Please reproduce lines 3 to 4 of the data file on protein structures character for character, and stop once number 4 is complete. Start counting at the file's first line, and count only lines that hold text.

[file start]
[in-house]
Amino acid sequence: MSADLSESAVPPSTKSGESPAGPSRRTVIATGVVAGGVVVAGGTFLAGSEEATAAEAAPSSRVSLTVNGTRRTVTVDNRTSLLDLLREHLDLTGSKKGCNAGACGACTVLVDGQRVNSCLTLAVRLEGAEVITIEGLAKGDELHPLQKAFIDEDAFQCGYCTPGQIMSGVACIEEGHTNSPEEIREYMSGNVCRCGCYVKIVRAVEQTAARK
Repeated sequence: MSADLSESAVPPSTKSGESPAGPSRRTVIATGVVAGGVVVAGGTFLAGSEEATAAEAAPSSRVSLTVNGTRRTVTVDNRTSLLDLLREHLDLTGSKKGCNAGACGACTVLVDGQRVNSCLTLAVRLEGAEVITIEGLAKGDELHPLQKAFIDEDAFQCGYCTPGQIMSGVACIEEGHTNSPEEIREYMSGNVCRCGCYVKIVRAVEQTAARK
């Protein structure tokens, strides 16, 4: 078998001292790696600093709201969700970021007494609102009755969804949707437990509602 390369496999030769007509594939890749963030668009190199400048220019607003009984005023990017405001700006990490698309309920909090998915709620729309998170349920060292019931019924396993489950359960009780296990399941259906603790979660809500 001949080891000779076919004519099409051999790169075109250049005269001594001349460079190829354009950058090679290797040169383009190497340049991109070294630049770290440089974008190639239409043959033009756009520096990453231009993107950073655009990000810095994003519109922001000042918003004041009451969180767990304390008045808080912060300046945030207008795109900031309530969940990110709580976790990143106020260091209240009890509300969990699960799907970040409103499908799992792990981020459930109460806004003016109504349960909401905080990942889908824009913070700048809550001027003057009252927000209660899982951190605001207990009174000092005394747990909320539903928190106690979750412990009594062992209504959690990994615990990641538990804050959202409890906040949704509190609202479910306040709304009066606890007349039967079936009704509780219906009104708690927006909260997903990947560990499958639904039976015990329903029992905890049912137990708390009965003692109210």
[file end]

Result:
Repeated sequence: MSADLSESAVPPSTKSGESPAGPSRRTVIATGVVAGGVVVAGGTFLAGSEEATAAEAAPSSRVSLTVNGTRRTVTVDNRTSLLDLLREHLDLTGSKKGCNAGACGACTVLVDGQRVNSCLTLAVRLEGAEVITIEGLAKGDELHPLQKAFIDEDAFQCGYCTPGQIMSGVACIEEGHTNSPEEIREYMSGNVCRCGCYVKIVRAVEQTAARK
């Protein structure tokens, strides 16, 4: 078998001292790696600093709201969700970021007494609102009755969804949707437990509602 390369496999030769007509594939890749963030668009190199400048220019607003009984005023990017405001700006990490698309309920909090998915709620729309998170349920060292019931019924396993489950359960009780296990399941259906603790979660809500 001949080891000779076919004519099409051999790169075109250049005269001594001349460079190829354009950058090679290797040169383009190497340049991109070294630049770290440089974008190639239409043959033009756009520096990453231009993107950073655009990000810095994003519109922001000042918003004041009451969180767990304390008045808080912060300046945030207008795109900031309530969940990110709580976790990143106020260091209240009890509300969990699960799907970040409103499908799992792990981020459930109460806004003016109504349960909401905080990942889908824009913070700048809550001027003057009252927000209660899982951190605001207990009174000092005394747990909320539903928190106690979750412990009594062992209504959690990994615990990641538990804050959202409890906040949704509190609202479910306040709304009066606890007349039967079936009704509780219906009104708690927006909260997903990947560990499958639904039976015990329903029992905890049912137990708390009965003692109210």